Teens are entering the chat around social media.
Adults often stress about the anxiety, self-esteem issues and social comparisons that teenagers may encounter on social media, but a new study is asking teens what they are actually experiencing online and how they see it in their lives.
“One of the things we really want to do with this larger work is bring teens’ own voices to the debate,” said the report’s lead author, Monica Anderson, associate director of research of the Pew Research Center’s internet and technology team. “This work really wants to shine light on: Teens are getting both positives from social media, but they’re also getting negative things as well.”
Researchers with the Pew Research Center surveyed 1,316 teens across the United States ages 13 to 17 from mid-April to early May. The youths were asked about their thoughts, feelings and use of social media.
“When it comes to new and emerging tech, teens are often at the vanguard of tech adoption,” Anderson said.
One theme of the survey’s results: Teens see their experience on social media as more positive than adults imagine it to be.
Only 27% said that their experience is even worse than their parents think — the rest said it was either about right or better, the survey said.
It makes sense that adult perspectives would be skewed, said Michelle Icard, a parenting educator and speaker and the author of “Fourteen Talks by Age Fourteen: The Essential Conversations You Need to Have With Your Kids Before They Start High School.”
“Offloading their negative experiences with social media to parents is one of the ways tweens and teen cope,” she said via email. “Often, our kids report what went wrong in their day, in person or online, but they forget to come back and let us know when their issues resolved or stopped being painful. So, parents carry around worry long after kids have shrugged something off.”
The teens who responded to the survey said the good things they get out of social media include feeling connection and getting support from a community.
In total, 80% said social media gives them some level of connection to what is going on in their friends’ lives, 71% said it’s a place where they can show their creativity, 67% said social media reassures them that they have people to support them through tough times, and 58% said it makes them feel more accepted, according to the survey.
Black and Hispanic teens were more likely than their White counterparts to report feeling more accepted because of social media, the data showed.
Especially during the pandemic, the kids Icard worked with were grateful they could still connect with one another, she said. And if encouraged the right way, Icard has seen social media as a good way to showcase talents and humor.
And the teens tend to use it that way, the data showed. The top three things teens reported posting about were their accomplishments, family and emotions, according to the survey.
The survey participants were more likely to say social media is mostly positive or neutral for them personally, but they leaned in more of a negative direction when it came to its impact on people their age, the survey said.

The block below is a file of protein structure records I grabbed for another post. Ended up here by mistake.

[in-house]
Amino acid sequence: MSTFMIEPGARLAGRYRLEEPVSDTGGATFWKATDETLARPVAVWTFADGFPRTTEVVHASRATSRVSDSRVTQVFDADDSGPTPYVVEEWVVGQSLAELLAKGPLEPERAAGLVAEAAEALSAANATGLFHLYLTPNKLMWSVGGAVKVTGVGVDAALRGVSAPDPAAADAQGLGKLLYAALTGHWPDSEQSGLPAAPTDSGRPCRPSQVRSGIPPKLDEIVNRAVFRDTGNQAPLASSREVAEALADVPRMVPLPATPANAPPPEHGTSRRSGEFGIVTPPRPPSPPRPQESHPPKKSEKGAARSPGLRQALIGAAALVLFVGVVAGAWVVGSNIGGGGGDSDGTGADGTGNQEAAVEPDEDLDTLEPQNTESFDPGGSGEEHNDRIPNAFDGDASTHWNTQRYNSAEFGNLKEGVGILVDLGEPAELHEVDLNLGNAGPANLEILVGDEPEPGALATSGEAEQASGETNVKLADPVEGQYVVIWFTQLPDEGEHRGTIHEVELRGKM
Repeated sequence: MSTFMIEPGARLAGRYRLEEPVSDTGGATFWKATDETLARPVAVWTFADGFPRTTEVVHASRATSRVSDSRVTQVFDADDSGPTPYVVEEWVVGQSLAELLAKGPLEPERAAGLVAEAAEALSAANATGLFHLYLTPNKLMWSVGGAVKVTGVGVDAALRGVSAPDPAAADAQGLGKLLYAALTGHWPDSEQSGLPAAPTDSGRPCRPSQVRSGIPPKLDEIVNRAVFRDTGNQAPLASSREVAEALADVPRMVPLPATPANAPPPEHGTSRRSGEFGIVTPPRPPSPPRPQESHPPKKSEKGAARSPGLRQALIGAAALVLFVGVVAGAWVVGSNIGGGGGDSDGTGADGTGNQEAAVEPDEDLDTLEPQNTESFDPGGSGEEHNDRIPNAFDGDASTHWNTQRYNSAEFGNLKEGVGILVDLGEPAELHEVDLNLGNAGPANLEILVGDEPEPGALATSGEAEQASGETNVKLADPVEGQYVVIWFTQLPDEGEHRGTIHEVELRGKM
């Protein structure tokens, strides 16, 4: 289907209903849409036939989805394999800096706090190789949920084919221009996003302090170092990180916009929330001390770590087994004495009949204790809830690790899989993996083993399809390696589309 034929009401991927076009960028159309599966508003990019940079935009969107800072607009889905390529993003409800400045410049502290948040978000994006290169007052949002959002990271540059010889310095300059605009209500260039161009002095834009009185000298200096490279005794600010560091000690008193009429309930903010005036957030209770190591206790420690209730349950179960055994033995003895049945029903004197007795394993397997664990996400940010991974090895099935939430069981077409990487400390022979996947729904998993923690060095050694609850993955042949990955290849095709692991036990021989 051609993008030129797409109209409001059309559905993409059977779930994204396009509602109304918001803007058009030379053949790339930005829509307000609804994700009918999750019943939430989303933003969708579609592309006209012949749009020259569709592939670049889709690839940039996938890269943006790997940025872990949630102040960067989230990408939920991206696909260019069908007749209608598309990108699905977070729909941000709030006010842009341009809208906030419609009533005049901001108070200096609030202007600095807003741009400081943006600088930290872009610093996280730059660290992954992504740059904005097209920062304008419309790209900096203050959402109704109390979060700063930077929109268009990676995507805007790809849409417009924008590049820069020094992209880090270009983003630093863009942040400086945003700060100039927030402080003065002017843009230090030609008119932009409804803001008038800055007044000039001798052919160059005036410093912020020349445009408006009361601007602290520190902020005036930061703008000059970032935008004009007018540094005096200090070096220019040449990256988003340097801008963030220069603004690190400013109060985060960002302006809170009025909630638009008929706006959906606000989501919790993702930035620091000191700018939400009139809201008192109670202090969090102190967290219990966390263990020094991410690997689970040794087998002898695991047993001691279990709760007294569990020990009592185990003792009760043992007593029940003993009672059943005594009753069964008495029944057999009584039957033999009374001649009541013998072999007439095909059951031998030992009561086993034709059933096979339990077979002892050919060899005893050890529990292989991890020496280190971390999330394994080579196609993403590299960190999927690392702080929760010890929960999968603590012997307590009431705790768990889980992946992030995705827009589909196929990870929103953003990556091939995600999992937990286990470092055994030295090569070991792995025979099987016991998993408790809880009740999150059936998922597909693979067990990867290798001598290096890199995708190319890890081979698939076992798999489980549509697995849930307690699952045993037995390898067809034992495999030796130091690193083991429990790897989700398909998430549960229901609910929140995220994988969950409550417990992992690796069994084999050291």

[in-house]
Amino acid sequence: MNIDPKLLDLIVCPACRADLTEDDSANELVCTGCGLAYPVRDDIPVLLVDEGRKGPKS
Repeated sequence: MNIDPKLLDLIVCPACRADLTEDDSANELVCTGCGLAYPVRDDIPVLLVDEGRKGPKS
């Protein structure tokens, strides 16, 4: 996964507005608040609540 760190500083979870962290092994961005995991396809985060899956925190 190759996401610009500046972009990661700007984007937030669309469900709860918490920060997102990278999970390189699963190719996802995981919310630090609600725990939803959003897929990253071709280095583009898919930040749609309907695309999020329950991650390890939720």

“People might see a lot of benefits from technology and in this case social media,” Anderson said, “but are much more likely to see the downsides when looking at social media as a whole.”
This survey can be helpful to get an overview of social media and teens, but there are still individual circumstances and downsides to consider, Icard said.
For example, girls ages 15 to 17 were more likely than any other group to say that they don’t post things on social media because they are worried about being embarrassed, the survey said.
And girls more so than boys were likely to report feeling overwhelmed by drama on social media, the study said.
But all groups acknowledged downsides. Those who reported negative experiences attributed them mostly to screen time, mental health and the impact of online drama, the survey said.
And 60% of all teens report feeling little to no control over the data social media companies collect from them.
“Social media is a tool and as such, it’s neither all good nor all bad,” Icard said.
“You know your child’s temperament, social life, and experiences best,” she said via email. “Regardless of how the majority of kids self-report, your decision should take into account your child’s unique situation first.”
How do you optimize the experience for yourself or your child then?
Icard recommended a slow exposure, allowing children to join one social media app at a time and only expanding when they demonstrate sufficient responsibility to use them without damage to their sense of self.
“I also think parents should teach their kids app etiquette as well as safety,” Icard said, “and they should monitor more at the beginning but then (taper) off over time.”
Have conversations frequently about what is happening on these platforms. While you can give more autonomy over time, “a child who is unwilling to discuss their experiences on the app might not be ready for one,” she added.
Don’t begin panicking about having a teen on social media, as the experience comes with ups and downs just like any other part of life, Icard said.
“But if parents notice that social media creates feelings that are harmful to their adolescent’s sense of self,” she added, “it would be appropriate to consult with a therapist who can help with more positive self-talk and habits.”